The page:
6 Mistakes That Could Ruin Your Cast Iron Skillets
Show it some TLC and your cast iron skillet can last a lifetime — or more. Many families have generations-old cast iron that's been crisping up fried chicken and caramelizing Brussels sprouts for 150 years.
But unlike your standard department store kitchen tools, cast iron requires a bit of special treatment. That does not mean it's extremely fussy; it just has a different set of care, cleaning, and cooking rules than something like a stainless steel or ceramic skillet.
Whether you're buying new or using mom's, steer clear of these common cast iron skillet mistakes and you'll set your pan on a plan to be passed down for decades.
1. You don't allow time for the pan to heat up.
While cast iron is prized for its ability to get — and stay — scorching hot, it has a tendency to get hot spots that can lead to uneven cooking and a less non-stick sear. To prevent this, first preheat your skillet in the oven whether you're baking, frying, or sautéing what you plan to cook in it.
Place the skillet in a room temperature oven, then turn it on to 400°F or so. Allow the oven and skillet to heat up together, and once the oven reaches the set temp, the skillet should be ready to move forward with the directions in your cast iron recipe. Slip on an oven mitt, carefully remove the skillet from the oven, and go forth on your merry menu way.
2. You use the same skillet for savory and sweet.
One of the magical qualities of cast iron is that it's just as extraordinary at searing salmon as it is at crisping up the edges of brownies. But its semi-porous surface means that if you cook both of those foods in the same skillet, you might end up with fish-scented baked goods.
If possible, invest in a separate pan for uber-fragrant foods (say, garlicky sauces, seafood, anything with funky fermented ingredients) and everything else. A quality Lodge 12-inch cast iron skillet runs just $23 at Target, if you need to add another to your kitchen arsenal.
3. You don't clean the pan quickly enough.
For best and easiest results when cleaning your cast iron, tackle the tidy-up mission while the skillet is still warm from cooking your meal. (For a complete how-to, check out our step-by-step guide for cleaning cast iron.)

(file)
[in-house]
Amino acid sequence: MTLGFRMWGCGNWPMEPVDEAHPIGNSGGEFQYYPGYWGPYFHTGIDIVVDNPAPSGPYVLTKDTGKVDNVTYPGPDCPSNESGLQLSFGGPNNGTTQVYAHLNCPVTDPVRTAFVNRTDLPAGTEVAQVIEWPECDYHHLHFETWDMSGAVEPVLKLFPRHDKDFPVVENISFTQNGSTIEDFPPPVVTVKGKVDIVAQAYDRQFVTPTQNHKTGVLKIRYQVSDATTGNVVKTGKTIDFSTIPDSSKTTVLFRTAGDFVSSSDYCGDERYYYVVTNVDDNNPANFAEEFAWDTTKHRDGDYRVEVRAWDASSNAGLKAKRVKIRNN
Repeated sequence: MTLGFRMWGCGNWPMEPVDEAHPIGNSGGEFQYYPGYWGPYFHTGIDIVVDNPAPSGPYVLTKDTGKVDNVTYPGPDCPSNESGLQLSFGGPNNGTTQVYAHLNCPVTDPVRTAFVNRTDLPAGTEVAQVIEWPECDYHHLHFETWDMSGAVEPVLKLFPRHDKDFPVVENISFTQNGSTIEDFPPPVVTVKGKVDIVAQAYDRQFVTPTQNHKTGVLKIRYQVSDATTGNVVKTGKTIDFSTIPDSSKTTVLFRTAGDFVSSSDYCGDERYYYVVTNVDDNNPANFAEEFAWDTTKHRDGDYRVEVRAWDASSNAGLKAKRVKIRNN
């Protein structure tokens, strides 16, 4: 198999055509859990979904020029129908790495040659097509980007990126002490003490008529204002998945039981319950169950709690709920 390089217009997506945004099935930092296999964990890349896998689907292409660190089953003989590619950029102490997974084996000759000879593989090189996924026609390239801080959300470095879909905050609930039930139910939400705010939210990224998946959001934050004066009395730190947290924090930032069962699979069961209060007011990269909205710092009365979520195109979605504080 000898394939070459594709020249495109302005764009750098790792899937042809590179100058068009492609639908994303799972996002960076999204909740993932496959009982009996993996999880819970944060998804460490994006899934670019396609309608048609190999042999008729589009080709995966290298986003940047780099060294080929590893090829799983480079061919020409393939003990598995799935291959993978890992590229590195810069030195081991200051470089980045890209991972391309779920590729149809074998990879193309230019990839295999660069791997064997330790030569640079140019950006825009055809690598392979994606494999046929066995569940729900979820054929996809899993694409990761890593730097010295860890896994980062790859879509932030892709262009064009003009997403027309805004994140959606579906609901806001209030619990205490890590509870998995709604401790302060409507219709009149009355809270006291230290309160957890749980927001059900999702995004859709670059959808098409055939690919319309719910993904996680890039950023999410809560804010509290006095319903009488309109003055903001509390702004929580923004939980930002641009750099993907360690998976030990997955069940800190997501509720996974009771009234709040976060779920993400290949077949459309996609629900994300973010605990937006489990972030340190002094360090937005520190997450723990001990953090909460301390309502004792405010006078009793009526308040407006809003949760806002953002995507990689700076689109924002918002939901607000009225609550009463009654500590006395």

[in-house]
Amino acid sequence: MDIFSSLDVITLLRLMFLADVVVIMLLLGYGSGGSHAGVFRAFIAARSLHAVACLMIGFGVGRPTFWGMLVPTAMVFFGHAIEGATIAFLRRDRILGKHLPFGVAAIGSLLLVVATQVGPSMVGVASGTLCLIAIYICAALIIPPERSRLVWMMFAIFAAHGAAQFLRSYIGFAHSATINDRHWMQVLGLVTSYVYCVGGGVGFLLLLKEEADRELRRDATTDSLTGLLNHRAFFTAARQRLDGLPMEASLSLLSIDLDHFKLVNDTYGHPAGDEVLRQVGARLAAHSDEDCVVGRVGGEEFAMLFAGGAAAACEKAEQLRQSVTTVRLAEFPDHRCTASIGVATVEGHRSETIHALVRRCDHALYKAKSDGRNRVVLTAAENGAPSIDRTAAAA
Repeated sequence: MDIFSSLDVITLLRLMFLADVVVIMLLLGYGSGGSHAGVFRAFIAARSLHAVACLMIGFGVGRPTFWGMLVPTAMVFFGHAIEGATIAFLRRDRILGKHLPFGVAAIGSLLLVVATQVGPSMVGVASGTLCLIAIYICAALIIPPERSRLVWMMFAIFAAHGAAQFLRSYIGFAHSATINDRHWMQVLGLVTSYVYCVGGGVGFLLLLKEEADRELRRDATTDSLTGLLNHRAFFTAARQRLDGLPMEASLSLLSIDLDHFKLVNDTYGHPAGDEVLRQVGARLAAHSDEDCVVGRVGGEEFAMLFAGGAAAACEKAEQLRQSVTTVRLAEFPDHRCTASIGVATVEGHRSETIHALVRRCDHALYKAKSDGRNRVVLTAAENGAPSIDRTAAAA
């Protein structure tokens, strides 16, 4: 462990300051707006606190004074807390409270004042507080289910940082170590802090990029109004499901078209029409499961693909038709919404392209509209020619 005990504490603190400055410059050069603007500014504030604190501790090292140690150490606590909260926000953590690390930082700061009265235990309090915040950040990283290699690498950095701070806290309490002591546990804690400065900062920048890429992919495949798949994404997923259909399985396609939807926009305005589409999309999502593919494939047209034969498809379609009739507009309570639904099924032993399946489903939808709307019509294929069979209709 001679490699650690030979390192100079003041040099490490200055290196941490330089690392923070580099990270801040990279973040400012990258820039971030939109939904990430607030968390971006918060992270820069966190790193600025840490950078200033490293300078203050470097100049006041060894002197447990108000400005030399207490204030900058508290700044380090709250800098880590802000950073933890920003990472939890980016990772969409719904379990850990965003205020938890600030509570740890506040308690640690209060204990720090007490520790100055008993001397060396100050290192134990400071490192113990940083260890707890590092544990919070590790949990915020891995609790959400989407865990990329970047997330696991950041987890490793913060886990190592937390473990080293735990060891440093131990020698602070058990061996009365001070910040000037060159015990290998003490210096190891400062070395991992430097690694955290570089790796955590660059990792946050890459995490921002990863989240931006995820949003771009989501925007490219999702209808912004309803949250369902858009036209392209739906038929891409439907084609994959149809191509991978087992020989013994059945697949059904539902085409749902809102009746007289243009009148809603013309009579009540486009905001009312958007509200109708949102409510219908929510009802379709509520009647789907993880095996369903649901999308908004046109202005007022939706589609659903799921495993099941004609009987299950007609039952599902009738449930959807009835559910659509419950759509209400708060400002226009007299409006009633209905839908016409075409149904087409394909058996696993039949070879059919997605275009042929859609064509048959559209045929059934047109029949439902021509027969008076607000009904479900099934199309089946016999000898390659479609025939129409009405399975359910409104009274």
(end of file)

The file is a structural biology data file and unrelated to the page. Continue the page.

Rinse it with warm water, shake in some baking soda and/or salt, and gently dislodge any debris with a sponge, wash cloth, or nylon scrub brush. (Skip the steel wool.) The baking soda will help counteract any lingering flavors while acting as an antibacterial agent; the salt acts as a super-mild abrasive element; and the warm water helps lift up the particles left over from your meal.
4. You let your skillet soak.
Soaking your cast iron skillet in your sink is a recipe for rust, as is washing it in the dishwasher. Instead, clean it ASAP, even using simple soap and water if you must. As long as you rinse off all of the suds and dry the pan thoroughly and quickly after washing, the soap shouldn't harm your skillet's seasoned surface.
5. You don't re-season the skillet.
Speaking of seasoning, it's why so many home cooks prize grandma's cast iron skillet. Cast iron gets better and more non-stick with age and with repeated use, although modern cast iron skillets come handily pre-seasoned. For the uninitiated, seasoning refers to the oil that's baked onto the cast iron's surface that makes food not stick and helps keep the surface from staining.
Still, either vintage or new skillets are best served by a simple re-seasoning step after each use. After cooking, washing, and drying your skillet, place it back on a medium-high burner and add a tablespoon of neutral oil, such as vegetable or canola oil. Use a paper towel to evenly distribute the oil around the surface and interior sides of the skillet so each part is shiny. Once it starts to smoke just a bit, take the skillet off the heat, wipe it down once more with a clean paper towel, let it cool, and store until next time.
6. You store the skillet while it's still wet.
It bears repeating: Give that seasoned skillet one last wipe down before storing, if you can, since water is essentially iron's enemy number one — leading to rust, wear, and tear. While rust doesn't mean that you need to toss your skillet, it is a hassle to scrub, season, and re-season, so prevent damage before it happens by keeping your skillet dry.
If you don't have a hanging pot rack and you're worried about any scratching or scraping, layer a paper plate or kitchen towel between pans that you stack to store efficiently.
Listen to Allrecipes "Homemade" podcast to hear how Carla Hall broke her grandmother's cast iron skillet!